The Police prosecutor will most likely oppose the application – arguing the seriousness of the offence, the offenders previous history, their flight risk and the likelihood of a conviction based on the evidence in the brief.

The Magistrate will then either deny bail and remand them into corrective services till another date or grant bail and give them “strict” bail conditions – like reside at an address – report to police – surrender their passport – whatever they deem will mitigate the risk to the community/victim.

Yes, sometimes the Magistrates decisions baffle us as police officers – however that comes from our respective positions. Police want to protect the community/victims – the court is more interested in procedural fairness and the rule of law.

What is infuriating to police is when offenders are on bail and they breach that bail, police arrest them and put them before the court to have their bail reviewed only to have them released again, sometimes with their bail conditions removed!! Lots of examples of this in my small experience.

I asked this Officer how would they fix the system:

Too often offenders are on multiple bails (because let’s be honest the same minority commit the vast majority of crime) which almost always conflict with each other. I had one offender who had two different residential conditions on two different charges. He was supposed to reside at two house some 700 kilometres apart…..How do you police that?!

The courts need to introduce a centralised system where magistrates making bail determinations can conduct and record a LIVE REAL TIME risk assessment with full access to all current conditions, pending court matters, cross checking addresses, sureties, AVO histories etc etc. Making their decisions off the cumulative facts – not just what the offender tells them in court (yes I have witnessed this first hand – crooks lie people!!) and police submissions.

A centralised system which is updated in real time would go a long way to providing the evidence we need to undertake a review of the bail decision making processes with a view to changing the legislation to bring the courts in line with community expectations of victim protection. Our judicial system is archaic. While I don’t believe that any one judge or magistrate should be held personally responsible for a “bad” bail decision – I certainly believe that the process of that decision-making needs to be very transparent and reviewable so we can learn from these atrocities and reduce the likelihood that they reoccur. (end quote)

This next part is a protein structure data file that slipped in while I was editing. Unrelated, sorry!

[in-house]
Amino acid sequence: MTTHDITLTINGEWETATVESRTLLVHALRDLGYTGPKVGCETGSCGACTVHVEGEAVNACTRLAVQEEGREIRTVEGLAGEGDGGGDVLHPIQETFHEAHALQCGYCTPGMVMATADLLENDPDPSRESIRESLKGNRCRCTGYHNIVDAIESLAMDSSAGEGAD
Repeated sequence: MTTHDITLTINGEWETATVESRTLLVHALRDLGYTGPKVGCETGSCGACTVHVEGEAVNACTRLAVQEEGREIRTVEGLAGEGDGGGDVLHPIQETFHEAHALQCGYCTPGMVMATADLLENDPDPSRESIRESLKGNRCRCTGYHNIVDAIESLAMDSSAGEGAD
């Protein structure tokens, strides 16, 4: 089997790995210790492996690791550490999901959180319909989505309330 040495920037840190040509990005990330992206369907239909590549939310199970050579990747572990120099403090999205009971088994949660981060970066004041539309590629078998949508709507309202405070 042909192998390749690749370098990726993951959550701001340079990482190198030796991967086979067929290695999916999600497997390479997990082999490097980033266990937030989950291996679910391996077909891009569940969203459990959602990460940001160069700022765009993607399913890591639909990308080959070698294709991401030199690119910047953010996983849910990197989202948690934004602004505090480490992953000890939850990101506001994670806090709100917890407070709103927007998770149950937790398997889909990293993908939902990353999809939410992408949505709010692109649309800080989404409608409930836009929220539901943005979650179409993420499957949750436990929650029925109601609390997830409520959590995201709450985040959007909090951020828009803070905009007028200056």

In Victoria, if an offender is charged out of hours and there are no Magistrates on duty to preside over a bail Hearing, then a volunteer Bail Justice can hear the case and make a ruling. This was the case for the accused man, Dimitrious ‘Jimmy’ Gargasoulas, who then went out and committed the Bourke Street Mall killings.

Quoting from an article on


No formal qualifications are required to become a bail justice.

Bail justices are unpaid volunteers, called in after-hours, normally to police stations, to conduct hearings on applications for bail or remand in the immediate hours after suspects are arrested and charged. The system has been in place since the late 1980s.

Initial entry into the program is easy: applications can be made online at the Victorian Government’s Honorary Justice Office website.

Residents only need to be over 18 years, an Australian citizen and not be insolvent.

After that application is lodged, there is a recruitment information session and then the person has to complete a police check, interview, probity check, training course and meet selection criteria including strong interpersonal and conflict management skills, initiative, empathy and cultural awareness before the Attorney-General recommends an appointment to the Governor in Council.

They are given only basic legal training.

Bail justices must “respect, observe and adhere to the highest levels of personal, social and community standards of integrity and professionalism,” the website says.

Before being appointed, they are required to “successfully complete the Bail Justice Training Program to demonstrate a high level of technical ability to conduct after-hours hearings and understand and apply the legislative framework within which Bail Justices operate.” (end quote)

It seems to be mind blowing that you can do a short course and then apparently be qualified to determine if some of the Australia’s most dangerous violent offenders can be released back into the community.

Speaking to the Victorian Policeman, he said one of the biggest issues is not only Bail Justices, but also, that the Magistrates don’t back up the police. For example, in the case of the Dimitrious ‘Jimmy’ Gargasoulas (Bourke Street Mall accused), Police opposed bail and yet the Bail Justice released him.

Interestingly, Police also strongly opposed the granting of bail of the man who murdered his Gold Coast wife two weeks ago.

All four Police Officers I spoke to, said they felt that the Judicial System lets the police down, with frustration being expressed that even when the Police strongly oppose bail, offenders are released.